What is an Orthopedic Surgeon?
Your musculoskeletal system is made up of your muscles, joints, ligaments, tendons, and bones. It is normal to experience pain in certain areas of your body due to their importance in everyday activity.
The medical specialty that focuses on addressing these conditions is orthopedics. A physician who specializes in this area is known as an orthopedist, orthopedic surgeon, or orthopedic doctor. They are qualified to detect and treat problems utilizing different methods in addition to performing surgery.
Because there are many different types of orthopedics, most orthopedic specialists have a specific area of expertise. For instance, hand, foot, and sports injuries are some of the most popular specialties within orthopedics.
Orthopedists are experts in their field. Usually, your primary care physician refers you to an orthopedist. Your primary care physician can advise you on the kind of orthopedist you should see for your condition.
A trained orthopedic surgeon can diagnose orthopedic issues, provide or recommend treatments, and help with rehabilitation. They can also assist you in creating long-term plans for managing ailments, conditions, and other problems affecting your bones, joints, ligaments, tendons, and muscles.
This kind of specialist is capable of a wide range of operations, such as ankle, knee, hip, spinal, hand, and neck surgeries. The majority of the time, they'll try to solve the problem in the least invasive and comprehensive manner feasible, which might not include surgery.
This specialty focuses on the investigation and treatment of diseases, injuries, or abnormalities affecting the upper extremities. This specialty includes the performance of microvascular surgery, which is necessary for reattachment of amputated fingers or limbs.
This specialty addresses the various concerns of the person who is involved in athletics, including conditioning, equipment, and injuries.
Pediatric orthopedic specialists treat children with orthopedic problems such as scoliosis, cerebral palsy, congenital hip dislocation, clubfoot, and a wide range of other conditions seen in children, including trauma.
Spine surgeons work with patients who have major spine problems as a result of disease, degeneration, or trauma. Orthopedic spine surgeons frequently work in conjunction with neurosurgeons.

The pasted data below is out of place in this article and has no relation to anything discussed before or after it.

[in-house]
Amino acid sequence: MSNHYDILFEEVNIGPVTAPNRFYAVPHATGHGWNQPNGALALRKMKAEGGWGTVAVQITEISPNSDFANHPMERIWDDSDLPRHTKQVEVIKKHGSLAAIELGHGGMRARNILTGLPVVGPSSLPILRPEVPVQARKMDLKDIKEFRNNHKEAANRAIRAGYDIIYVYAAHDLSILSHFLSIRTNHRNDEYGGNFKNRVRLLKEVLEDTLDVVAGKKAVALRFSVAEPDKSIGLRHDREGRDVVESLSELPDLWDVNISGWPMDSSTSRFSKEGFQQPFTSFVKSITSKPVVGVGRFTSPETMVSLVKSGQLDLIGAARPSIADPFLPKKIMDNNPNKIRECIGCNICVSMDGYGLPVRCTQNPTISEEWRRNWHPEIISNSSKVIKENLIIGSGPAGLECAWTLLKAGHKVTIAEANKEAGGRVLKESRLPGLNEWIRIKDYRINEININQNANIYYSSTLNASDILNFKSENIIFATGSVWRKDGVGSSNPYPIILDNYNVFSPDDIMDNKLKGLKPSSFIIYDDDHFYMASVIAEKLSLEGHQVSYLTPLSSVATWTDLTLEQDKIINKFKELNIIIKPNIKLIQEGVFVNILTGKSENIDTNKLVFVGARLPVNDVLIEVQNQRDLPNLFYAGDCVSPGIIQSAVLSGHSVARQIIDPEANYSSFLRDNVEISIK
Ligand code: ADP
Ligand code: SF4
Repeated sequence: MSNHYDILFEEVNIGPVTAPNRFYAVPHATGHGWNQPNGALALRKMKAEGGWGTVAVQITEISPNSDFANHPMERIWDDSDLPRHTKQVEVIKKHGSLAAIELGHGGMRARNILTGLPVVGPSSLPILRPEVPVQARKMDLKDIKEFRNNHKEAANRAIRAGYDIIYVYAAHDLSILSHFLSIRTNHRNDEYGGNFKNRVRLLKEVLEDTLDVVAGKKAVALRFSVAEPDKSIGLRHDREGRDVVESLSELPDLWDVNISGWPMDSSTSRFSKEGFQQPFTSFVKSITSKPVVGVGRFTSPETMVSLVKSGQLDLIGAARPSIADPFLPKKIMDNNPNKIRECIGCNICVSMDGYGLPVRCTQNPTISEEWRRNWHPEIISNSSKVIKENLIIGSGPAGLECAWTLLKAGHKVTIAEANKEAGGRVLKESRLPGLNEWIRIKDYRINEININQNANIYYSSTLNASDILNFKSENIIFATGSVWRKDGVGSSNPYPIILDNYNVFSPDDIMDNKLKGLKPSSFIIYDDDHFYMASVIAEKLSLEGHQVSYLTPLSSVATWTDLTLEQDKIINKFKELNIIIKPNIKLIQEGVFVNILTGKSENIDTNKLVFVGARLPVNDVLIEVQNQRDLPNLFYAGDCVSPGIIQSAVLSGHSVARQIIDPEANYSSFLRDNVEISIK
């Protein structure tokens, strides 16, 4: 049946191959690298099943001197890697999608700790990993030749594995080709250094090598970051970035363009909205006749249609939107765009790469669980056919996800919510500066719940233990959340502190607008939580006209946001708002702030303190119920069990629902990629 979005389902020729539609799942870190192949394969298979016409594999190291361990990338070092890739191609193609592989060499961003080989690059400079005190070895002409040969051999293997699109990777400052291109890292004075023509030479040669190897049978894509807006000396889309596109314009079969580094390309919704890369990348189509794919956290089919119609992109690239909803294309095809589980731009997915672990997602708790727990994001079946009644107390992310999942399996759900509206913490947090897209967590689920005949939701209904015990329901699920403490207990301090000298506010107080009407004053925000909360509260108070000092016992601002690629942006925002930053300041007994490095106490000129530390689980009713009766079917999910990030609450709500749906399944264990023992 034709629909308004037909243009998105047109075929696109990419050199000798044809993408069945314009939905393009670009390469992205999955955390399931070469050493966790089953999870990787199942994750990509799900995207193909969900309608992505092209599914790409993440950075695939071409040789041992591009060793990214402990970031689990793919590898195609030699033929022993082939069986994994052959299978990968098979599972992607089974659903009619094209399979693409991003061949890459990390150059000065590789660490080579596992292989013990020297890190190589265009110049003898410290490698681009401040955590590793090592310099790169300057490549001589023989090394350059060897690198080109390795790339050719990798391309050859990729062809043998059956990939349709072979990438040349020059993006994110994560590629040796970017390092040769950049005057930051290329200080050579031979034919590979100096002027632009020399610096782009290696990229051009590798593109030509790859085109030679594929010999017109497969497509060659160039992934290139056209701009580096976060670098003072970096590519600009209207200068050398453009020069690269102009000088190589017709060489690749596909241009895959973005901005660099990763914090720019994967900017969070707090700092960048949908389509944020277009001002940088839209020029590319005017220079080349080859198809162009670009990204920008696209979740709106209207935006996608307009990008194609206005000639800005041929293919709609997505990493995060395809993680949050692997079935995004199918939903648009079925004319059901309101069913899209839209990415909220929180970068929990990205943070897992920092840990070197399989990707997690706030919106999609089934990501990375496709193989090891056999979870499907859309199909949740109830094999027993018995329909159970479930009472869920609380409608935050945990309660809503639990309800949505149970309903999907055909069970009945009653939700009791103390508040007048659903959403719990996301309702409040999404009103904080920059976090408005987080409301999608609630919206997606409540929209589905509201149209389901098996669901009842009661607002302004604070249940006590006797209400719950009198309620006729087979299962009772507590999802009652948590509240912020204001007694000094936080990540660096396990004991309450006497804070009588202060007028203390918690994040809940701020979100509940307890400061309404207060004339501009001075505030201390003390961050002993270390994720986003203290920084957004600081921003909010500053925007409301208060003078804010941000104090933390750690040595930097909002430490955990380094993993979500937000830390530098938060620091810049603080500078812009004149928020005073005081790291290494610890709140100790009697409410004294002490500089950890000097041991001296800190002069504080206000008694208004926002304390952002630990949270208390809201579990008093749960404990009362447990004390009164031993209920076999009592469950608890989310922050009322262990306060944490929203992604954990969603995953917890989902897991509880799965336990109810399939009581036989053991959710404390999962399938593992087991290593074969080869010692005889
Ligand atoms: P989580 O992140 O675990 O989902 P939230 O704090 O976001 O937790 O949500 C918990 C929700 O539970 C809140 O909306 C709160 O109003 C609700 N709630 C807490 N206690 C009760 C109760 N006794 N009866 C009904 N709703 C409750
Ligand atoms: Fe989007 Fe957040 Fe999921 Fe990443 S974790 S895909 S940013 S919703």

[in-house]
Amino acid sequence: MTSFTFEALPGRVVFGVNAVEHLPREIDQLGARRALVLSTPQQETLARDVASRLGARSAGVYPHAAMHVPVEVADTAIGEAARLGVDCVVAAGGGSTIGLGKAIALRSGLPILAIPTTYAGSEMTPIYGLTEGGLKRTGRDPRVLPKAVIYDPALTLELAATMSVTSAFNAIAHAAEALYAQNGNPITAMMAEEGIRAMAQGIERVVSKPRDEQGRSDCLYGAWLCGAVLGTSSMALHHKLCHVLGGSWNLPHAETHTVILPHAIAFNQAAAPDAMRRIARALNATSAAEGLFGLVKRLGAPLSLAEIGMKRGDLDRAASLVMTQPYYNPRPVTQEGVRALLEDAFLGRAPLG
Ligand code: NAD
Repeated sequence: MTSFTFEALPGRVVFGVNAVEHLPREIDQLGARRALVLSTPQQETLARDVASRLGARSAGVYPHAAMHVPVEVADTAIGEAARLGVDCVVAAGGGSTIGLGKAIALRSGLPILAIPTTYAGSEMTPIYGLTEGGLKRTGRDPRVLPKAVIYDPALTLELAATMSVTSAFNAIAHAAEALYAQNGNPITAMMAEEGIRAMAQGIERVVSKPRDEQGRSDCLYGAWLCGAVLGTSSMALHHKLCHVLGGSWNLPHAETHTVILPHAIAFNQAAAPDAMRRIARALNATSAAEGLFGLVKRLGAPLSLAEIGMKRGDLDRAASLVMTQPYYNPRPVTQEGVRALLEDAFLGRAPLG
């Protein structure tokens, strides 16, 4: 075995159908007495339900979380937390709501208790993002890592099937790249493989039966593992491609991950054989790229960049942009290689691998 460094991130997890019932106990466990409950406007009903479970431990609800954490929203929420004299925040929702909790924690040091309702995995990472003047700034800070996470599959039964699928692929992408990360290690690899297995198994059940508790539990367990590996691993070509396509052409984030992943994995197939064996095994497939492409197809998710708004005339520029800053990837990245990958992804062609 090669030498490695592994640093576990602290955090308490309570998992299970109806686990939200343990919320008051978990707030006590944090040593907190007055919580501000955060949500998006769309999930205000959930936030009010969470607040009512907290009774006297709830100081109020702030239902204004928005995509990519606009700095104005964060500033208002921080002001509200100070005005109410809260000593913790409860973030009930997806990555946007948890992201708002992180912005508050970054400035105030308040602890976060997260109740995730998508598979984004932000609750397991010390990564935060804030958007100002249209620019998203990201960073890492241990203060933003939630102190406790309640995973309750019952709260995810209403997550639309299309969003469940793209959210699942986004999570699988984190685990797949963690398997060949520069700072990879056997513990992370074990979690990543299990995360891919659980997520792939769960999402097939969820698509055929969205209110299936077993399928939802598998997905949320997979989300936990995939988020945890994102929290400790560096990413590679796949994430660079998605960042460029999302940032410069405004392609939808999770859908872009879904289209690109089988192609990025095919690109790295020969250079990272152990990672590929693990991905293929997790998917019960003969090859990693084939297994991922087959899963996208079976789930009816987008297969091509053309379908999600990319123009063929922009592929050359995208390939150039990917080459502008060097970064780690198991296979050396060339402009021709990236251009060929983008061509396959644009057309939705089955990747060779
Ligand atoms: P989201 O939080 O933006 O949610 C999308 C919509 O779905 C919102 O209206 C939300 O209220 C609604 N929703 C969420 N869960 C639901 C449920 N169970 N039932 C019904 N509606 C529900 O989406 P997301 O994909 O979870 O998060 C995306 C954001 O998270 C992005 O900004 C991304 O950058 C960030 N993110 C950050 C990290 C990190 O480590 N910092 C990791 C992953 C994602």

Foot and Ankle Orthopedics
This specialty is concerned with problems predominantly involving the foot and ankle that are amenable to treatment by both surgical and nonsurgical techniques.
Specialists in joint replacement take care of damaged or worn-out joints, usually by surgically replacing the joint with an artificial device. The majority of cases involve the hip or knee—and sometimes the ankle or shoulder. Most joint replacements in the hand fall into the area of expertise of hand surgeons.
Because of the complex nature of injuries seen today, a special area of orthopedics is now related to the management of people with critical or multiple injuries to the musculoskeletal system. This specialty is largely surgical in nature and involves close cooperative efforts with many other specialties in surgery.
An orthopedic tumor surgeon specializes in the management of benign and malignant tumors affecting the musculoskeletal system. Options for treatment have expanded greatly in the past few years with the advent of chemotherapy and radiotherapy, coupled with the excision of the tumor and replacement with preserved bone or joint specimens.
Centers & Institutes
Healthcare Delivery by Orthopedic Surgeons in the US
Orthopedics is a branch of medicine that specializes in the diagnosis and treatment of disorders of the musculoskeletal system. While certain diseases are present from birth, others can develop as a result of trauma or aging-related wear and tear.
Orthopedists frequently collaborate with a larger orthopedic team that may include occupational or physical therapists, nurse practitioners, athletic trainers, and physician assistants. Together, they aid in the identification, therapy, and rehabilitation of patients with musculoskeletal disorders or injuries.
To get their medical license, all orthopedists must complete intensive training. To keep it, they must continue their formal education and training.
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The material presented above is only meant to be informative and is not intended to take the place of advice from your doctor or another health care practitioner. We advise you to talk to your provider about any questions or issues you may have.